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Shop's Log #20: How to Make a Handplane Tote

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Blog entry by terryR posted 02-01-2015 05:55 PM 7275 reads 6 times favorited 24 comments Add to Favorites Watch
« Part 19: Hock Marking Knife Part 20 of Shop's Log series Part 21: Alabama Snow and the Meaning of Life »

Hi everyone, as usual, I’m behind on uploading blogs…just too slow of a typist. :(

I wanted to share a few different techniques on how to make a handplane tote…in case your shop is like mine…sans router table. Also, my Ryobi drill press lacks much of a quill stroke, which makes boring and counterboring a challenge. So, I’ve nixed that tool from the build as well.

And, for entertainment value, let’s make new totes for some one year old Lie Nielsen planes from something exotic! Cocobolo would be the first choice in my dream, but I don’t have the stock on hand, and cannot afford it now. But, I have a ton of Wenge! That’s plenty dark to hide dirty hand prints in the shop, and rare enough to be exotic. So, Wenge, I chose…

Before going into this build, if you’re planning to make your first tote, I highly recommend printing out the pattern from Lee Valley, gluing it to a pretty piece of wood, and following the instructions. I did…2 or 3 times! It’s just too easy.

Using this pattern, and having it attached to a square piece of wood, sure makes it easier to comprehend the process the first few times…

However, there are no patterns online for LN wood, so we go without…

For me, if I plan to shape more than TWO of anything, I make a template from 1/8” hardboard. It always comes in handy down the road…

Note the entry holes for the through bore are marked with small cut outs at the top and bottom of the hardboard. This is crucial for alignment of drilling.

Then, the template is traced onto 1” thick wood…hoping the completed tote is 0.9” thick. YMMV. Here you can see our pattern traced a handful of times…nice to see if you have enough Wenge for ALL before making just one! The drilled holes make removal of each tote blank easier at the bandsaw.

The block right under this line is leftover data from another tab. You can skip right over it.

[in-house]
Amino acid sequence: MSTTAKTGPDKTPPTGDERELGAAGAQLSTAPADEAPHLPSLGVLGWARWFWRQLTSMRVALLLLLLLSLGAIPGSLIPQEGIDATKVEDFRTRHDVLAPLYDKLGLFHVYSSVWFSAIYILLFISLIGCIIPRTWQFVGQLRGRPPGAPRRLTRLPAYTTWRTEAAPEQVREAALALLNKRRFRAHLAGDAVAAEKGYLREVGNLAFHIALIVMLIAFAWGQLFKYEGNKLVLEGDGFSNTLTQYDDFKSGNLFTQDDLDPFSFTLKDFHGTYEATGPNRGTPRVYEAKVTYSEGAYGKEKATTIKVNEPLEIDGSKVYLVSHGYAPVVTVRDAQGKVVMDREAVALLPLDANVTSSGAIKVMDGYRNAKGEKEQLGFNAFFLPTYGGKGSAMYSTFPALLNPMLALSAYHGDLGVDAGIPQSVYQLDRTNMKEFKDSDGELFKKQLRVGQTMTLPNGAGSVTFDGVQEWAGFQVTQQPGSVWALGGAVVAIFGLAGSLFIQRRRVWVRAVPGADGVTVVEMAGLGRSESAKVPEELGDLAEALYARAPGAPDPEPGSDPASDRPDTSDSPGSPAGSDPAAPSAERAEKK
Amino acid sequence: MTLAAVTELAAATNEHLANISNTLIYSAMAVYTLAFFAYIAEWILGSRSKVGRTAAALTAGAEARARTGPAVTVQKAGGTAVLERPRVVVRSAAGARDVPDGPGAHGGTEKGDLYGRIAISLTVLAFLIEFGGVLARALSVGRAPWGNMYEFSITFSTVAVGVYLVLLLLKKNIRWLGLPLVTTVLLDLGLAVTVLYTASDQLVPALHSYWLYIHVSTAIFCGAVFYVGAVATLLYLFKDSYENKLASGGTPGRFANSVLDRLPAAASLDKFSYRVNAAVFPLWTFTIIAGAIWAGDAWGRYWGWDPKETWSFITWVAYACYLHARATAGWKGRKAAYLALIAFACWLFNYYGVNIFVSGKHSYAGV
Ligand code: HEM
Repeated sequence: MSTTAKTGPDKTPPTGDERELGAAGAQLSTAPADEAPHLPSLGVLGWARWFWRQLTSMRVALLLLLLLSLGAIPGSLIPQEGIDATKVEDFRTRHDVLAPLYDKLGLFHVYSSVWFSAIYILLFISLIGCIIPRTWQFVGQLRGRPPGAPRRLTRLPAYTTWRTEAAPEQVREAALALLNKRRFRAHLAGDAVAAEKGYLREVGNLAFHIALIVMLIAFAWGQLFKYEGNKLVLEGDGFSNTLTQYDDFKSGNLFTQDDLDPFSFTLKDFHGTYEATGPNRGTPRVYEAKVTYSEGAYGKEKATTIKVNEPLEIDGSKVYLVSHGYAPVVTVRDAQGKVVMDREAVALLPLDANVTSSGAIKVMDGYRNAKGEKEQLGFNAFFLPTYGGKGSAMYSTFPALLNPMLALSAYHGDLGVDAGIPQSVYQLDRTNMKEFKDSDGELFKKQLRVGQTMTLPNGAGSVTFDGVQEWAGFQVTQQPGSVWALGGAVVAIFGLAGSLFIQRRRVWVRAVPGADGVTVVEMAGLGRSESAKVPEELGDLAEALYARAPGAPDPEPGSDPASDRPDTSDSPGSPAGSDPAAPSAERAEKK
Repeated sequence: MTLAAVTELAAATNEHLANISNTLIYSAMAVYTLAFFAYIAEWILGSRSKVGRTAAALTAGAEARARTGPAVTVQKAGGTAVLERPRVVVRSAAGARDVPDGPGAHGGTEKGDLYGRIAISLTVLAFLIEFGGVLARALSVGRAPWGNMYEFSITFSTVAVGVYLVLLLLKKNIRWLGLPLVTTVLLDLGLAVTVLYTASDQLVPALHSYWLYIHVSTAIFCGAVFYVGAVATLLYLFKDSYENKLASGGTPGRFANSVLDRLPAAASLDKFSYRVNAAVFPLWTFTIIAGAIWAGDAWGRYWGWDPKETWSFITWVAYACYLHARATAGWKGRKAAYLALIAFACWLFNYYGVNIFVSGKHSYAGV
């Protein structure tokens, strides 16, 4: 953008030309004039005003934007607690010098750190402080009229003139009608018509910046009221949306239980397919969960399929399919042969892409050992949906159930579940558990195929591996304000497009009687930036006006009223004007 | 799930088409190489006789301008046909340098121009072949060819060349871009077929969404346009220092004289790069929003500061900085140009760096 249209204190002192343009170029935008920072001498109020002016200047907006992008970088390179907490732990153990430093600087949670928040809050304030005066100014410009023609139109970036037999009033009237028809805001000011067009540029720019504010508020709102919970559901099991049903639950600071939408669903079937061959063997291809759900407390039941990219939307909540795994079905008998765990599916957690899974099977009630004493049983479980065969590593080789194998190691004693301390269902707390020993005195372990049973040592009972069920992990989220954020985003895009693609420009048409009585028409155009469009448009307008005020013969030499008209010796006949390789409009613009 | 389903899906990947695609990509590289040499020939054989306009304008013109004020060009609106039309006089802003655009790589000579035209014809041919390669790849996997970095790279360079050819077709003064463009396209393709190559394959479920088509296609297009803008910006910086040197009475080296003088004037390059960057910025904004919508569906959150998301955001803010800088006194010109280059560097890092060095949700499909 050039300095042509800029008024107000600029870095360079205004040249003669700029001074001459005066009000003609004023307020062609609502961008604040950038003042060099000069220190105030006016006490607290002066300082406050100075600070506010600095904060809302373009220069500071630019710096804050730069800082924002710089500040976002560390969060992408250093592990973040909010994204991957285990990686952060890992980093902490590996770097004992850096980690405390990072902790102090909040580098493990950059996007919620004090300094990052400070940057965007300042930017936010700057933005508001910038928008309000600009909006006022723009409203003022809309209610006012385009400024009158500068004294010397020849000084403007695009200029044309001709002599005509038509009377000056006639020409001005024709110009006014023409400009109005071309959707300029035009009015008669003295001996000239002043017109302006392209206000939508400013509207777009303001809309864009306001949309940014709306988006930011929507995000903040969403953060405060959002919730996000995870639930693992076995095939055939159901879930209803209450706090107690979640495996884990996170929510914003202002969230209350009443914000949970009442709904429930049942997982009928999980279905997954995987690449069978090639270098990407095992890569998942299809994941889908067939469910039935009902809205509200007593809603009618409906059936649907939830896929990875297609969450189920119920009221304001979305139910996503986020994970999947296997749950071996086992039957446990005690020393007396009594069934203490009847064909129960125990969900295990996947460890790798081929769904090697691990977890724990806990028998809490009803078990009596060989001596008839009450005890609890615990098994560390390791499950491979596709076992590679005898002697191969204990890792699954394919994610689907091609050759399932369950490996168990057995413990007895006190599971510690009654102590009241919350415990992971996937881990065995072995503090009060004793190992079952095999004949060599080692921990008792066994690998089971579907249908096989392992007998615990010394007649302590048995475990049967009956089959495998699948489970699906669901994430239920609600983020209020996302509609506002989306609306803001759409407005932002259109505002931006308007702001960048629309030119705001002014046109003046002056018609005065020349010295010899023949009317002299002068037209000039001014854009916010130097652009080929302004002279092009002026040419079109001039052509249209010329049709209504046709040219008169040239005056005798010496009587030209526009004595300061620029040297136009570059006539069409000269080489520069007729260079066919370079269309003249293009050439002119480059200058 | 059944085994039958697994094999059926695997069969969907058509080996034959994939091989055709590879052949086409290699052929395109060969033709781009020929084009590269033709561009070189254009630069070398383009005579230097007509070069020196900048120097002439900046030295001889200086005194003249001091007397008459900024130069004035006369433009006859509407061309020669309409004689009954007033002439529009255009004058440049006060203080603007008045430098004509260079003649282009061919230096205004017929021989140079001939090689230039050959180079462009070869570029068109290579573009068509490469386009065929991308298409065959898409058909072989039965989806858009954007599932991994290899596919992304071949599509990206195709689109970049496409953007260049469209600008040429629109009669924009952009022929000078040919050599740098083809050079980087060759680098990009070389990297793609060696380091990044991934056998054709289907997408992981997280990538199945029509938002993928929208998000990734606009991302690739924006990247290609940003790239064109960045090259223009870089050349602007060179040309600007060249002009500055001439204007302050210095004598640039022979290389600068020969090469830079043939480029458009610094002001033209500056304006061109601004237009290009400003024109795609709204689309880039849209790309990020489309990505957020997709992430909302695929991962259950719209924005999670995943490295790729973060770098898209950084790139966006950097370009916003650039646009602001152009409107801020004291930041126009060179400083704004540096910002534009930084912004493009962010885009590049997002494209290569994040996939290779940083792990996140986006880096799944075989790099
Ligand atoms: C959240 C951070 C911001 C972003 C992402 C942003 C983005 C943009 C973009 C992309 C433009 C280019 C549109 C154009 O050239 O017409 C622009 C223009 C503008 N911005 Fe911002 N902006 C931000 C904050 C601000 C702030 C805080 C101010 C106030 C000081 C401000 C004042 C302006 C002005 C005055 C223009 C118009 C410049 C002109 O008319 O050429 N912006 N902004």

I think most folks use a larger Forstner bit, and carve some of the tote while drilling those holes…but I stay outside the lines. Just my preference.

To layout the actual tote on my wood, here’s my procedure…

First, starting with square lumber, mark a knife line squarely around the workpiece.

Then, lay the template on your wood, and align the knife line with our cut outs on the template…both at the top and bottom…

...and carefully trace the outline of the template onto the wood.

Now, using a marking gauge, mark the center of the board’s edges. Here I am marking out for several at once…then using an awl to define the crossing of center lines. This is where the drill bit will enter.

After a quick trip to the bandsaw, I had a blank for my tote. A few seconds at the disc sander let me shape the top and base very close to my pencil line…I try to leave 1/16” extra for later…

Now, time for the most difficult part…the holes needed for the hardware. Gotta pull that off now, so if it’s screwed up, we didn’t waste all that extra time shaping the tote!

I’ve made a handful of plane totes, and the long bore and needed counterbore always frustrate me with my cheap drill press. There’s just no way to raise the chuck for different size drill bits, and still keep the workpiece in place to ensure an accurate hole on the second entry. I knew there HAD to be a better way!

Upon reflection, I remembered drilling a few pipe stummels on the lathe while the workpiece was off-center, and thought about doing the same for a tote!

Here’s what I had in mind…

The wood held by 2 of 4 jaws in a chuck, and the drill bit in the tail stock. Wow! It worked flawlessly! Drilling the through bore was now simple…1/2 way from either end now met in the center without slop. And the lathe makes it so easy to place as many drill bits in the center hole as you wish. Sweet…